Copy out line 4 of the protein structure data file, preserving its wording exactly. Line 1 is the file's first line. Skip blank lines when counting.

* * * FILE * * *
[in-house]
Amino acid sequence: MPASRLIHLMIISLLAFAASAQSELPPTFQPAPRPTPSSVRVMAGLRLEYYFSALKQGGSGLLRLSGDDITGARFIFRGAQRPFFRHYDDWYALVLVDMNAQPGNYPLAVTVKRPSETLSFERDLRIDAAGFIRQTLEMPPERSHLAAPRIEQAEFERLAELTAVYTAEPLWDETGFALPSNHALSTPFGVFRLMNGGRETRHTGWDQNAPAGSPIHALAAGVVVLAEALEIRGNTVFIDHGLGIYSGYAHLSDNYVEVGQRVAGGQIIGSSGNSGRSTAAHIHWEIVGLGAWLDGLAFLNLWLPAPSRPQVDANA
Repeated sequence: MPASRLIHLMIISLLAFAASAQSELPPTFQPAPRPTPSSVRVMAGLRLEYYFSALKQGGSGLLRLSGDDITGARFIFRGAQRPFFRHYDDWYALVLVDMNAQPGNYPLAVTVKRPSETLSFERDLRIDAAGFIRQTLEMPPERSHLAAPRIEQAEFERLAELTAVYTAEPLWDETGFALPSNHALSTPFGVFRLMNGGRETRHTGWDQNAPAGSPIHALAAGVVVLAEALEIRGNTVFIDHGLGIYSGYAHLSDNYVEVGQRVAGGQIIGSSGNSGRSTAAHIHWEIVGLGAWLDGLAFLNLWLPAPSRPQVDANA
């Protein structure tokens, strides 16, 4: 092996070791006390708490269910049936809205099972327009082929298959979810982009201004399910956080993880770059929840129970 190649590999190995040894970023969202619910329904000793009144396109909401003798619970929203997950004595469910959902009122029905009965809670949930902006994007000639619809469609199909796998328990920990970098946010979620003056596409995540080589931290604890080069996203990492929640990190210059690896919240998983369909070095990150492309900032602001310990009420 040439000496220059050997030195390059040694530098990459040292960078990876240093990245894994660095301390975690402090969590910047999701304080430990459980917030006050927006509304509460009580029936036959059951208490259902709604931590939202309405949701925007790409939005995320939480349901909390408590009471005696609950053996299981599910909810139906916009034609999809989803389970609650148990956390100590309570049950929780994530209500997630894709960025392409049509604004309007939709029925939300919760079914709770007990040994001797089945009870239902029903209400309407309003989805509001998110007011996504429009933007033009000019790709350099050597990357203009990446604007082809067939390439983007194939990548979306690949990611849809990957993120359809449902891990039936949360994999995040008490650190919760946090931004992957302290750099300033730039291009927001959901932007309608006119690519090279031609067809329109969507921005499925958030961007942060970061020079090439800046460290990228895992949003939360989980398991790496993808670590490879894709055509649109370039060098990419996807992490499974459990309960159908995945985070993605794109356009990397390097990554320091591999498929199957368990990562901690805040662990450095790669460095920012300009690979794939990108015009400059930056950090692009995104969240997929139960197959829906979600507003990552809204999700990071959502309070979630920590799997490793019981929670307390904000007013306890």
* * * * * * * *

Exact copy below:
């Protein structure tokens, strides 16, 4: 092996070791006390708490269910049936809205099972327009082929298959979810982009201004399910956080993880770059929840129970 190649590999190995040894970023969202619910329904000793009144396109909401003798619970929203997950004595469910959902009122029905009965809670949930902006994007000639619809469609199909796998328990920990970098946010979620003056596409995540080589931290604890080069996203990492929640990190210059690896919240998983369909070095990150492309900032602001310990009420 040439000496220059050997030195390059040694530098990459040292960078990876240093990245894994660095301390975690402090969590910047999701304080430990459980917030006050927006509304509460009580029936036959059951208490259902709604931590939202309405949701925007790409939005995320939480349901909390408590009471005696609950053996299981599910909810139906916009034609999809989803389970609650148990956390100590309570049950929780994530209500997630894709960025392409049509604004309007939709029925939300919760079914709770007990040994001797089945009870239902029903209400309407309003989805509001998110007011996504429009933007033009000019790709350099050597990357203009990446604007082809067939390439983007194939990548979306690949990611849809990957993120359809449902891990039936949360994999995040008490650190919760946090931004992957302290750099300033730039291009927001959901932007309608006119690519090279031609067809329109969507921005499925958030961007942060970061020079090439800046460290990228895992949003939360989980398991790496993808670590490879894709055509649109370039060098990419996807992490499974459990309960159908995945985070993605794109356009990397390097990554320091591999498929199957368990990562901690805040662990450095790669460095920012300009690979794939990108015009400059930056950090692009995104969240997929139960197959829906979600507003990552809204999700990071959502309070979630920590799997490793019981929670307390904000007013306890």